Lamar Ballot Question 300 Defeated by Voters UNOFFICIAL NUMBERS

Ballot Box in East Parking Lot at Courthouse


1,300 ballots were delivered to the County Clerk’s Office as of the close of voting at 7pm Tuesday, so the outcome may change.

Question 300 was intended to alter the City of Lamar’s home charter rule. Initiated through a petition, the question prohibited various actions and sales of marijuana and marijuana related materials or accessories within the city limits to those under the age of 21. Proponents cited several reasons for the yes vote including statewide declining sales tax revenue from marijuana sales, the need to ration water supplies in Lamar if commercial growing is allowed and increased costs for law enforcement to deal with problems stemming from marijuana use. An information brochure pointed out the new ordinance would not prohibit personal use, medical use or statewide household marijuana plant limits, but would prohibit dispensaries and grow facilities as well as sale of marijuana accessories.

The vote was 869 in favor and 1,059 against, so the Question failed to pass.

There was opposition to the question, based on claims it was basically unconstitutional and some of the restrictions were too broad based. Colorado State marijuana laws were passed in November 2012, when Colorado voters approved Amendment 64 legalizing recreational marijuana possession for adults. The measure also required the state to establish a regulatory structure for retail marijuana. However, Lamar had been under a city council issued moratorium against legalized sales of marijuana for over a decade despite surrounding communities, such as Las Animas, approving the sale following the 2012 election.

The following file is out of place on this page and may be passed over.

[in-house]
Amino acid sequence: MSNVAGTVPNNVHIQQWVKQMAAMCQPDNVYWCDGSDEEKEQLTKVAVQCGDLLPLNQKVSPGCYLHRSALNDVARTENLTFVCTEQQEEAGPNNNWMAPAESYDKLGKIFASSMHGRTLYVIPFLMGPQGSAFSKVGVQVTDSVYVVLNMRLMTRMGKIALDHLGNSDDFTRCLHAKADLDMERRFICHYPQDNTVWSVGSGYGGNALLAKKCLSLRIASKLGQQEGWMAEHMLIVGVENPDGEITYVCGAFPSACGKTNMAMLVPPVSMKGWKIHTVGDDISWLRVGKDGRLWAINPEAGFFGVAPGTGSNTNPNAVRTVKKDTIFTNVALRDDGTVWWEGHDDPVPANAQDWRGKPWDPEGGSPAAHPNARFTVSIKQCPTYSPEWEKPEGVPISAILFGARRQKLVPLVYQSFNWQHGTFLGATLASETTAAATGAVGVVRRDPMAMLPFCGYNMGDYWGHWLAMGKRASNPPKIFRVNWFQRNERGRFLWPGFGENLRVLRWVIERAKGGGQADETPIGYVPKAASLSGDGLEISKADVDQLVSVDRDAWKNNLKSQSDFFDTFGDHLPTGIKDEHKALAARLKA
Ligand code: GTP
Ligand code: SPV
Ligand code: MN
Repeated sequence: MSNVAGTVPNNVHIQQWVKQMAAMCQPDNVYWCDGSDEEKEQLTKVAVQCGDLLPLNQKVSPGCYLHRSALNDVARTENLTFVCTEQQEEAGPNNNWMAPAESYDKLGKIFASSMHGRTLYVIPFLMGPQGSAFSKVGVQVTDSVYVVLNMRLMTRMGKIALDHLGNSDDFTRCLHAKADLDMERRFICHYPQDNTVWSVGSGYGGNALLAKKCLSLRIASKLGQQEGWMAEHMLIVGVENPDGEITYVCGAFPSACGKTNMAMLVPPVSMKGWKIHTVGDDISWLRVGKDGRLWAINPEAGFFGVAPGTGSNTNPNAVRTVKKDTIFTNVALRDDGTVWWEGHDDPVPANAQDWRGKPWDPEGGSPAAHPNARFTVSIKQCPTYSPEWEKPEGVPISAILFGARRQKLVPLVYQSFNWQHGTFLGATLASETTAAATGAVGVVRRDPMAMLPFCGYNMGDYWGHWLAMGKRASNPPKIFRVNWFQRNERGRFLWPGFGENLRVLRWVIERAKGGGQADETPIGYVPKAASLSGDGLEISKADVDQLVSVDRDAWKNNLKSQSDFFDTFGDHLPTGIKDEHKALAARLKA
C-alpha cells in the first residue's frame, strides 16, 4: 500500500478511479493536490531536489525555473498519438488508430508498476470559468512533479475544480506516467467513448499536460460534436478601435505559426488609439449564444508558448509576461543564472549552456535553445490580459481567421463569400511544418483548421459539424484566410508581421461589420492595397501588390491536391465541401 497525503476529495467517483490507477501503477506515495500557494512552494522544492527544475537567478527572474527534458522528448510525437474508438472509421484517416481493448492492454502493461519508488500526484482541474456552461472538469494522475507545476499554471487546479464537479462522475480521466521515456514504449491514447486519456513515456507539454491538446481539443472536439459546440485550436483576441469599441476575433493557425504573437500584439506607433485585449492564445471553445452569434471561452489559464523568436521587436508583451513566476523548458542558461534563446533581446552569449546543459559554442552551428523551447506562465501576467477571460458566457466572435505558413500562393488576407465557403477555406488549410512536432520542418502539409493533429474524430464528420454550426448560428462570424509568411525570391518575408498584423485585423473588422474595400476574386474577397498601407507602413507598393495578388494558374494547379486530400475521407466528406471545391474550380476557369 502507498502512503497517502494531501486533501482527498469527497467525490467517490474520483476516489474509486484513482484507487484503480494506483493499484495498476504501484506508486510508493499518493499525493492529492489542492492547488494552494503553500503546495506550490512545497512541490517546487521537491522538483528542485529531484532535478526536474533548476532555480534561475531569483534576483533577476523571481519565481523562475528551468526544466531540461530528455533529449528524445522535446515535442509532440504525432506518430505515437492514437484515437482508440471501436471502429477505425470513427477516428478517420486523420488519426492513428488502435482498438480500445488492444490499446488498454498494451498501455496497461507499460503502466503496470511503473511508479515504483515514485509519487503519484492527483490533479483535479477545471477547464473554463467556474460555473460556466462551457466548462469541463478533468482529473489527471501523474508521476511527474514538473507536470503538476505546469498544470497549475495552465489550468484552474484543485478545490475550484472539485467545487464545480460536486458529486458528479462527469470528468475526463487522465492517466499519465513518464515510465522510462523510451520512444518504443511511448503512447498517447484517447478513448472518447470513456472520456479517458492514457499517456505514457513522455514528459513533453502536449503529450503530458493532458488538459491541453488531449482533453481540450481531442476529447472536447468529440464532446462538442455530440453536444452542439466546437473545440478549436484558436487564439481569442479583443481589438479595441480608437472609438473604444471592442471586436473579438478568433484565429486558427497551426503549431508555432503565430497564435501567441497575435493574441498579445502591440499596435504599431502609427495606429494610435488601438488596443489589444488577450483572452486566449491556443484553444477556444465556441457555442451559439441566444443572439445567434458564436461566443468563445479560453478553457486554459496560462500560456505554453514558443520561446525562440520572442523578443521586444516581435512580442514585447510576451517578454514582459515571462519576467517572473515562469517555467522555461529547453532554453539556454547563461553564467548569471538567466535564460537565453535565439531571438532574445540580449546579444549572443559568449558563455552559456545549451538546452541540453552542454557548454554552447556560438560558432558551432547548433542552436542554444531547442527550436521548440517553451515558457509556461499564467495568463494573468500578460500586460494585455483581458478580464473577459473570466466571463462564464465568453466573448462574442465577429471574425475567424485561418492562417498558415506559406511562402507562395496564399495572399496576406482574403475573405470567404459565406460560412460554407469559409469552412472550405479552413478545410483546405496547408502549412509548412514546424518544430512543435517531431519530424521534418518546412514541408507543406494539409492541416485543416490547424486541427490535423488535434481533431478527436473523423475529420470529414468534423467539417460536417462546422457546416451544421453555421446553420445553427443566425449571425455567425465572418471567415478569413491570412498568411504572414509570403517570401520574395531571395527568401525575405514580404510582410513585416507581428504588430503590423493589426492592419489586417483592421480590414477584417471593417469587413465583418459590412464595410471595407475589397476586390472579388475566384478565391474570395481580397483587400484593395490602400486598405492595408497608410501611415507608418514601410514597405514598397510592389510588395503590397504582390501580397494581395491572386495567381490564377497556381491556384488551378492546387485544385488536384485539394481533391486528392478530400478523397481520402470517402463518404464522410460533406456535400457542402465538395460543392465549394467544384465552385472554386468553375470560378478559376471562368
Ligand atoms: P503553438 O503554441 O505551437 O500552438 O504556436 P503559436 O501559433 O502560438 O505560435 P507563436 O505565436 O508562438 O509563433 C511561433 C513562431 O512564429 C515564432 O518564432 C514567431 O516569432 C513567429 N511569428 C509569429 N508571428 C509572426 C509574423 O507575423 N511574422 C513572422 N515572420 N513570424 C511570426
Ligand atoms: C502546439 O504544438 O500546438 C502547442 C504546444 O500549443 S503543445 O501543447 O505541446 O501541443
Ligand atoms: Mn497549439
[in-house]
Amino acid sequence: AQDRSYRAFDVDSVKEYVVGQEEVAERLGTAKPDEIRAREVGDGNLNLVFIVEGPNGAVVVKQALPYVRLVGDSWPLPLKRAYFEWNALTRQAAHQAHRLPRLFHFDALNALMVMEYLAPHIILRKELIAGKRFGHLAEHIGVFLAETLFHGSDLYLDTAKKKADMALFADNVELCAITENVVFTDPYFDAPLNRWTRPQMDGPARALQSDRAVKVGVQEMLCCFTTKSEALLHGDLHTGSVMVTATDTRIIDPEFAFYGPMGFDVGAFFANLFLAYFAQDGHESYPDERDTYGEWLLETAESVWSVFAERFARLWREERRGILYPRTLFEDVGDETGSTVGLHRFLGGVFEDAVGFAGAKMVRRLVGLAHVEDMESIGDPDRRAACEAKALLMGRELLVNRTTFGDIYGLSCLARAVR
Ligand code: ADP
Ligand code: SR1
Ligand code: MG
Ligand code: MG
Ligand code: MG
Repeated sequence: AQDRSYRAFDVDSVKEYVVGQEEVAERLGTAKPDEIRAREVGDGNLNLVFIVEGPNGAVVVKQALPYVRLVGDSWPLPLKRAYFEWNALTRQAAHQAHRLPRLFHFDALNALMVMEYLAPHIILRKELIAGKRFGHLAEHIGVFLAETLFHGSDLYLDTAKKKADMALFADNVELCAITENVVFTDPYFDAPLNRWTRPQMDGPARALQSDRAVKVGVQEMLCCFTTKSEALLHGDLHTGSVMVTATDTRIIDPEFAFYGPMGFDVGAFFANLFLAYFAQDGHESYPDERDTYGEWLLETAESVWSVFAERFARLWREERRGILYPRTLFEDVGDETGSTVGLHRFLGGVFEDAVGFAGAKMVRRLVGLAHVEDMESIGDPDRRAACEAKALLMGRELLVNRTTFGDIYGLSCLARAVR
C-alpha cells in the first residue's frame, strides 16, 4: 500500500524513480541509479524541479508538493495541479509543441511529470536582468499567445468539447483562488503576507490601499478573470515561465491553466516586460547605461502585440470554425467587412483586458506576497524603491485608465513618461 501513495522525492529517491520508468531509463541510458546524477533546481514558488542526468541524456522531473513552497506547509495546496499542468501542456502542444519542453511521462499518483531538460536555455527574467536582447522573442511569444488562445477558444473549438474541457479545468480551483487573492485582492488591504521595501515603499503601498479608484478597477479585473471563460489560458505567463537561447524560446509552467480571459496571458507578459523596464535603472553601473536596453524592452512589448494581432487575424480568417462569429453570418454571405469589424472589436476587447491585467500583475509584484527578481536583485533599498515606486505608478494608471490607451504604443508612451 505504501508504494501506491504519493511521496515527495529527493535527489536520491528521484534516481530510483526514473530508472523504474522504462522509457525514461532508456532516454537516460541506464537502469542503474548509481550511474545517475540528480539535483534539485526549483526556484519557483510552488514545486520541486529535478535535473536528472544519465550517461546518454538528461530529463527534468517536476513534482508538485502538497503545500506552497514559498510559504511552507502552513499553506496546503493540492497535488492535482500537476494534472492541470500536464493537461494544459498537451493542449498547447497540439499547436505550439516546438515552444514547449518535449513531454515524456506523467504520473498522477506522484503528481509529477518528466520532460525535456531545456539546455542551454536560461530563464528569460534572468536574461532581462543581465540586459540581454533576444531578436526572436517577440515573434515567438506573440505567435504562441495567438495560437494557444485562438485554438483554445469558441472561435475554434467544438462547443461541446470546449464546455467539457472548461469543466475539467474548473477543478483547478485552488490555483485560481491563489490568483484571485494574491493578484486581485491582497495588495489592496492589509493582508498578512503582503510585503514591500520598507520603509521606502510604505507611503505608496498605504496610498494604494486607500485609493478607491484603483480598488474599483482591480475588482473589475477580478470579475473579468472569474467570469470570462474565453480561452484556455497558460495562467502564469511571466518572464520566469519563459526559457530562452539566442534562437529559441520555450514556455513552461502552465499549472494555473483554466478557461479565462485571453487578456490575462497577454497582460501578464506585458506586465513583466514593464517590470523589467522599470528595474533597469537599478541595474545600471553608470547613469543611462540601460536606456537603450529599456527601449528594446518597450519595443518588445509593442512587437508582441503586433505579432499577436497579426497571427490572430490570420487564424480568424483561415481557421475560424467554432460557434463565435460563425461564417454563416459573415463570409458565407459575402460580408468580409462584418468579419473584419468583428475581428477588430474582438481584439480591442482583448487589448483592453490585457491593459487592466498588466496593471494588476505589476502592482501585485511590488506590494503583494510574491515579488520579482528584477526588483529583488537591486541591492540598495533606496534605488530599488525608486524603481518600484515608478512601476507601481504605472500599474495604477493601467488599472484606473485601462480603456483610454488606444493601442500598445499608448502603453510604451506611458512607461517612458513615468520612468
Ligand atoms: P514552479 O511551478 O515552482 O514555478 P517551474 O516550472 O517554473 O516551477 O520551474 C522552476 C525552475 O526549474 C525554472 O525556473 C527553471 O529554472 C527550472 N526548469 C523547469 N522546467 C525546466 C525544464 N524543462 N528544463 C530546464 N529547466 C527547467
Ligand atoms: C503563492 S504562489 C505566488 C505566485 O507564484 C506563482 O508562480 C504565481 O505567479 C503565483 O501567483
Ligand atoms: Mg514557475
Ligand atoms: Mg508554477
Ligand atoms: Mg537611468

Two years ago, Lamar voters approved the legalized sale of recreational marijuana in the town, but because of an error determining the number of petition signatures required to place the ballot before the voters, a local court determined the results were not valid.

Now, with the defeat of this question, there may be future attempts. Will the proponents of sales of marijuana again attempt to have their issue placed before Lamar voters or will those opposed make another attempt to restrict it? If either of these groups make an attempt to allow or restrict sales via an alteration of the city charter, this could develop into a see-saw battle every election cycle.

As always, a very special thank you to all of our friends and neighbors in the Prowers County Clerk and Recorders office who toil to allow free and fair elections for local residents.

By Russ Baldwin

Filed Under: City of LamarConsumer IssuesCountyFeaturedHot TopicsPolitics

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